Welcome everyone, thanks so much being here today. This is such an important discussion to be having, especially right now in light of the pandemic.
Before we begin, I’d like to extend a special thank you to the National Domestic Violence Hotline for hosting this event. And to Katie Ray-Jones, Gloria Terry, and Jason Buckner for all the planning and coordination that went in to organizing the roundtable.
I’d also like to recognize all of the organizations that are here with us today as important allies in the fight to end domestic violence, including Governor Abbott’s office, the Texas Council on Family Violence, the Texas Association Against Sexual Assault, SAFE Alliance, the Family Crisis Center, and Asian Family Support Services.
As the Director of the Office for Victims of Crime, I’m honored to join such an exceptional group of victim service professionals and eager to learn more about the important work that you are doing during this difficult time.
Your work is more important now than ever before. The pandemic has caused economic devastation and has isolated many people from family, friends, and support systems. Isolating a victim is just one of many controlling, coercive behaviors an abuser may use against a victim of domestic violence. Other behaviors include threats, instilling fear, and other forms of emotional abuse.
According to 2015 data, approximately, 1 in 3 women experience sexual violence, physical violence, and/or stalking by an intimate partner during their lifetime.
Tragically, domestic violence has increased significantly and become a crisis of its own within the pandemic. I know we’ll hear more about their experiences in just a bit, but in June, the National Domestic Violence Hotline reported that calls were up 9 percent compared to the same period in 2019.
Today, in response to this crisis, I am awarding $1.5 million dollars in funding to the National Domestic Violence Hotline to expand their digital services and technology-based tools to assist victims.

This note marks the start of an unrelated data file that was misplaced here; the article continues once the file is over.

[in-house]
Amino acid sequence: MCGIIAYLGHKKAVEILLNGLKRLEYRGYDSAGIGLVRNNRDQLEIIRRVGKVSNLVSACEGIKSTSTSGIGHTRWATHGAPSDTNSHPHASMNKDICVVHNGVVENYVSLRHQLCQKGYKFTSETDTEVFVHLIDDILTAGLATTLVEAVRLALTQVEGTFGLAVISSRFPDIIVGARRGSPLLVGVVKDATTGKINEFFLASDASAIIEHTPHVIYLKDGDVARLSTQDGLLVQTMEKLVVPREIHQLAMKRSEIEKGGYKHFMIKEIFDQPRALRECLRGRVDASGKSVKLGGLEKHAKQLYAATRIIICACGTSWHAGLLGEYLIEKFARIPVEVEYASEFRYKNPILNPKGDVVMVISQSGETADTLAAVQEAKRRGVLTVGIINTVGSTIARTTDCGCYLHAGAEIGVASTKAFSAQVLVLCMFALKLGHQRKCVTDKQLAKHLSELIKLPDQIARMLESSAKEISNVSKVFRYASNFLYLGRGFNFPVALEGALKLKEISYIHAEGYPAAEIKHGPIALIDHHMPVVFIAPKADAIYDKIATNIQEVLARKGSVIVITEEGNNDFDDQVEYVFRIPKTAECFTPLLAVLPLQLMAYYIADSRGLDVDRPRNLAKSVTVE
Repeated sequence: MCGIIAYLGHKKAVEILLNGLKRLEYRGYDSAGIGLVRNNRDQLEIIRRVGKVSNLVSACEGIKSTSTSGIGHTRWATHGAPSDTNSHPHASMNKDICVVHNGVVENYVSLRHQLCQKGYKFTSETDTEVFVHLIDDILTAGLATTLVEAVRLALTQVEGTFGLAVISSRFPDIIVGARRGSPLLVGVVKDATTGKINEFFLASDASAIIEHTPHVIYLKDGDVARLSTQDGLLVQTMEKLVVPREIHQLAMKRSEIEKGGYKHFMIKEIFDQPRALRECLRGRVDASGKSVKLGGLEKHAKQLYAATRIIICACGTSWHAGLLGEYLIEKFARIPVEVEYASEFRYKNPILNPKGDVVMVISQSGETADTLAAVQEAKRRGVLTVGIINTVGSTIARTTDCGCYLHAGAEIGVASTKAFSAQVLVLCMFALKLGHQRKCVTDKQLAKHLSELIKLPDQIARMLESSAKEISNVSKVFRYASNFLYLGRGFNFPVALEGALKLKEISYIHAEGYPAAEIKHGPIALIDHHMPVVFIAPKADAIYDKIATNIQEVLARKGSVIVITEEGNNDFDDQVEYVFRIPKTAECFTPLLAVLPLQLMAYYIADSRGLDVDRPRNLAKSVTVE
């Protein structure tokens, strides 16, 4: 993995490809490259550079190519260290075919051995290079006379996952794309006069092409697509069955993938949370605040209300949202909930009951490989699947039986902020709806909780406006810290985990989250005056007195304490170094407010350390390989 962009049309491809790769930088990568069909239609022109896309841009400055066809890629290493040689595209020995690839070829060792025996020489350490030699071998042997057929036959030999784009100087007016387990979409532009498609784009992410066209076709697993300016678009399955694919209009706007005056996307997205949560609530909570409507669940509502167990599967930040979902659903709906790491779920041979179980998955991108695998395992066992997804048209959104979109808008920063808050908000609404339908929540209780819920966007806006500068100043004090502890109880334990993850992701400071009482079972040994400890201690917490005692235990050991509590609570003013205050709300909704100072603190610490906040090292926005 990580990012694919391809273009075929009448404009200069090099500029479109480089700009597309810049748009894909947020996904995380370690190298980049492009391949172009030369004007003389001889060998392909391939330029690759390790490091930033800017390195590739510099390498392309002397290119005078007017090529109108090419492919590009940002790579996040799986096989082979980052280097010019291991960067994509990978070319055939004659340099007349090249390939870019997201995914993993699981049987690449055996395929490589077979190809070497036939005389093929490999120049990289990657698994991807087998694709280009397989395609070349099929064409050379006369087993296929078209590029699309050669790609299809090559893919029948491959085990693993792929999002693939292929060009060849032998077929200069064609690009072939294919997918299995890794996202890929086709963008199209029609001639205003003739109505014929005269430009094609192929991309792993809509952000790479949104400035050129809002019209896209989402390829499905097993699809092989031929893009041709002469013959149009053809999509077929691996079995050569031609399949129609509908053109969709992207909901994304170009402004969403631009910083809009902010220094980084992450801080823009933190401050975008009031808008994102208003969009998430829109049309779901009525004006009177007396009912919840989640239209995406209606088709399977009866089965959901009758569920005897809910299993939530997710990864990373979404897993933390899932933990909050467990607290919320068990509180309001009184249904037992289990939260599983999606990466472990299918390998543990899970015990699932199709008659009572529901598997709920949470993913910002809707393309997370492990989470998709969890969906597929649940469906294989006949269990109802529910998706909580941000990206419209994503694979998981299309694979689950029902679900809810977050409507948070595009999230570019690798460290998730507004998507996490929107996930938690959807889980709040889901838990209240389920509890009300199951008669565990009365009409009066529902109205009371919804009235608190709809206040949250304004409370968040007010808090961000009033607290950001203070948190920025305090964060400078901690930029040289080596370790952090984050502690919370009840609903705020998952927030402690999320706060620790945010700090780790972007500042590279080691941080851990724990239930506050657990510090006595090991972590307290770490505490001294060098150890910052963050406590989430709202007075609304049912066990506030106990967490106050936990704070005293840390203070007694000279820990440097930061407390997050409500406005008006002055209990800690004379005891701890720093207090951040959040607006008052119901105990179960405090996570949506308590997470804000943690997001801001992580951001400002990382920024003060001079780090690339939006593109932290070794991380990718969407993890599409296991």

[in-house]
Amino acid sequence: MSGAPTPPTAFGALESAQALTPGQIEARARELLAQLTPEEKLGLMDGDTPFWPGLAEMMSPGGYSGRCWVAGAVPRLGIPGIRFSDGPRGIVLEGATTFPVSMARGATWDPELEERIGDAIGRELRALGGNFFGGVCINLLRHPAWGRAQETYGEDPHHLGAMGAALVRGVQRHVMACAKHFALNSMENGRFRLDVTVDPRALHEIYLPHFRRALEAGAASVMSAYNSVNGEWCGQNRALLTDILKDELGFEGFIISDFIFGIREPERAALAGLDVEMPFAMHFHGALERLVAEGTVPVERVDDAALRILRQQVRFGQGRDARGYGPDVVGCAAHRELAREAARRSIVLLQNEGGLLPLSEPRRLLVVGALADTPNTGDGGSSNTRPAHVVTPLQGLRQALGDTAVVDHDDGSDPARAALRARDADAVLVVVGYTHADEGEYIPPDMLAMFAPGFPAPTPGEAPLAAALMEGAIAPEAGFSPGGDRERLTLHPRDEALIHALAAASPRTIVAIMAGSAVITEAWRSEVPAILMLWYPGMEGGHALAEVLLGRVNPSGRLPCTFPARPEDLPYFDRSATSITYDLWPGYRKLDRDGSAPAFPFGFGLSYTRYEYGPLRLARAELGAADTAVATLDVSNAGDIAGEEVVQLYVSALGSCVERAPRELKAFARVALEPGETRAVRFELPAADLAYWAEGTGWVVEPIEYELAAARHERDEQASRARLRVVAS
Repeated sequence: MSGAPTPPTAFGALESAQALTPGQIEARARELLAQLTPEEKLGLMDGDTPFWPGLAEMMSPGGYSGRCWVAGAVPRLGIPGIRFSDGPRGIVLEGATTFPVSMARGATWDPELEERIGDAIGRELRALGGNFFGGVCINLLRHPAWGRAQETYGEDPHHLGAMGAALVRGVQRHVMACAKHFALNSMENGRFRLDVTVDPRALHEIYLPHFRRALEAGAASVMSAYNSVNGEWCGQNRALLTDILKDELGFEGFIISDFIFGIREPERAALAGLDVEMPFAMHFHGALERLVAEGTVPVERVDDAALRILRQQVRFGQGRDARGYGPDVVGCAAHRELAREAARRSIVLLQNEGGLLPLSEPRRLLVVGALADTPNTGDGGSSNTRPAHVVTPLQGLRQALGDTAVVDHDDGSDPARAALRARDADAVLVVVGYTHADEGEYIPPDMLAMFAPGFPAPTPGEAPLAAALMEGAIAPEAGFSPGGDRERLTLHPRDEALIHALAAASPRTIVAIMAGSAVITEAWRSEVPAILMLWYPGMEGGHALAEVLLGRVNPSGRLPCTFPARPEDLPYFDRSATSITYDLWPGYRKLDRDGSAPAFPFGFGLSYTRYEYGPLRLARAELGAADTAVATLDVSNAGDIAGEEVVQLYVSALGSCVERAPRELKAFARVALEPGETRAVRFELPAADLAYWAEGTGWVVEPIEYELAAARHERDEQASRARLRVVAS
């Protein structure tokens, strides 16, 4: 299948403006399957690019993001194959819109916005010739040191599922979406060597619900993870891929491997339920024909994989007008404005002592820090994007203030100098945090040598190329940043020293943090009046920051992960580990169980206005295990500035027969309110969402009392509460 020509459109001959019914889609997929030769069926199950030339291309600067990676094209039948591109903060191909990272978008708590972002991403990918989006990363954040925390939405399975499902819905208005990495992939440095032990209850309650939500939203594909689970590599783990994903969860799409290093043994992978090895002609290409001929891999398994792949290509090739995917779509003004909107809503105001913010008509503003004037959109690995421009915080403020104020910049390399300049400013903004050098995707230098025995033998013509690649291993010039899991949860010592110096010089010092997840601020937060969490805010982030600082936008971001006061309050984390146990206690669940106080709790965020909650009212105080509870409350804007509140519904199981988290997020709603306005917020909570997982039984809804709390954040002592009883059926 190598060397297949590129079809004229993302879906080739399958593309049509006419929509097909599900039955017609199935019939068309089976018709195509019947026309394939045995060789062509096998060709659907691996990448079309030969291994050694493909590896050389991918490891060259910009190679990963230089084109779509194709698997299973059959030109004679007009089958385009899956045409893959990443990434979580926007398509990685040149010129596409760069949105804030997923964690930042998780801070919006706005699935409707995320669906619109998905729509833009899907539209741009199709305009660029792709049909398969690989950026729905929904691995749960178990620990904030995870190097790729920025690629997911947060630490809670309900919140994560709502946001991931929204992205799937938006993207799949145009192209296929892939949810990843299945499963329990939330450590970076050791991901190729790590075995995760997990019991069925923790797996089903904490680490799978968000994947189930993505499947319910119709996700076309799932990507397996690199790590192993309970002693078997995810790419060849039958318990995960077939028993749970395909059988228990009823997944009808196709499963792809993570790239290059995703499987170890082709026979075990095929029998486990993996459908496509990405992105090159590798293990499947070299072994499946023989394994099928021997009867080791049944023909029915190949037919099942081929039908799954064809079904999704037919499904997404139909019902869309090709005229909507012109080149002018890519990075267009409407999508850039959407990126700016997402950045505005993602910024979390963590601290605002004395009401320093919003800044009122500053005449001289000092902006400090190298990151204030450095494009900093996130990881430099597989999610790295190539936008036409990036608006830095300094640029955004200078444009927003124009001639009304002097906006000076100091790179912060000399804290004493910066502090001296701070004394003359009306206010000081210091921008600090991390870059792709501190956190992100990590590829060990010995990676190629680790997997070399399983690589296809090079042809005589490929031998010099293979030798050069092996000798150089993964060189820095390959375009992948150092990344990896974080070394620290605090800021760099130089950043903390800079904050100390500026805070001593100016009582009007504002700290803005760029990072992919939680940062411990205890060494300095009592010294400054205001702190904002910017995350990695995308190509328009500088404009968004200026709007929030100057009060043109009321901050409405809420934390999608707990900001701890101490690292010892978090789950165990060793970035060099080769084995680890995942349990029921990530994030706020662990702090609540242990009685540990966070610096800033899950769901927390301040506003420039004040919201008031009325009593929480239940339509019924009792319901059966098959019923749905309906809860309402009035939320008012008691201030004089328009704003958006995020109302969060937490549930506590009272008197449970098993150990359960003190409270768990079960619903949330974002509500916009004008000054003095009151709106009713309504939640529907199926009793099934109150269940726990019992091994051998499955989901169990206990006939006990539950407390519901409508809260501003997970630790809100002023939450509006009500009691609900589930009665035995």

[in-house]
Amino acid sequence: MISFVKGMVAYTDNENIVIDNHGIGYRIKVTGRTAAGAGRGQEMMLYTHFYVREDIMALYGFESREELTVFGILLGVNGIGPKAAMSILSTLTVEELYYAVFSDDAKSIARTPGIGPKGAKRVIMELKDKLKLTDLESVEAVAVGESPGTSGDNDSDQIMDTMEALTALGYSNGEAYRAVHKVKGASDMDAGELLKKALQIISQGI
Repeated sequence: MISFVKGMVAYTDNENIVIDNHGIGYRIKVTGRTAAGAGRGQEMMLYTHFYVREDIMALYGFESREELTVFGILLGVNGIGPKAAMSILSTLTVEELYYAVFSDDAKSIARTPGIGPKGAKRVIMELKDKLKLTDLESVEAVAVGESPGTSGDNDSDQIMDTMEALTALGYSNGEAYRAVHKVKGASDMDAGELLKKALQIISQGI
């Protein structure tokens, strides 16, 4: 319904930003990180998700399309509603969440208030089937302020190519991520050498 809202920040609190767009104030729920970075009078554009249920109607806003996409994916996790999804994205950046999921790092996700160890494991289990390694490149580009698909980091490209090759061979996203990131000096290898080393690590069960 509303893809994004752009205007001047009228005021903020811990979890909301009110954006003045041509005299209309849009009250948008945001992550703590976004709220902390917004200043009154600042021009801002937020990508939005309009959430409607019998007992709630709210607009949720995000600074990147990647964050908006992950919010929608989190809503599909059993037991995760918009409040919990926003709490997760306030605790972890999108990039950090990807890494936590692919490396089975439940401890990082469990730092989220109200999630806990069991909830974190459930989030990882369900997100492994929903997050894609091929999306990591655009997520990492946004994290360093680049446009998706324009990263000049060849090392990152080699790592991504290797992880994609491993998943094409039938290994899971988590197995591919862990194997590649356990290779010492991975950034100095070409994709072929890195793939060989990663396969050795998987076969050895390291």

Through our Advancing the Use of Technology to Assist Victims of Crime program, the Hotline will enhance their current provider database by adding the function to track the availability of shelter beds online.
This is important work and will go a long way to ensuring the safety of domestic violence victims nationwide.
As we’ve learned, technology-based resources are critical for victims who must increasingly rely on digital services during the pandemic. One tangible result of our funding was DocuSAFE, a mobile app that allows survivors to log individual incidents of abuse to use as documentation and evidence collection to be used in prosecutions.
These awards are just part of a truly comprehensive and administration-wide effort to address domestic violence.
This year I’m announcing awards totaling more than $1.8 billion dollars to states to provide victim assistance and compensation. Today, I’m pleased to announce funding for the state of Texas of $163 million dollars.
This funding will go to support local responses to domestic abuse, including funding shelters, coalitions, positions within law enforcement agencies, therapy, civil legal services, Family Justice Centers, court advocates, domestic violence forensic interviewers, and relocation, housing, and transportation expenses.
The funding will continue to support victims of crimes, including domestic violence victims, throughout Texas as they seek the justice they so rightly deserve.
And that brings us back to the purpose of today’s roundtable—serving victims of domestic violence during the pandemic. It is so important that we hear about the challenges and also the innovative solutions.
Thank you for sharing your expertise.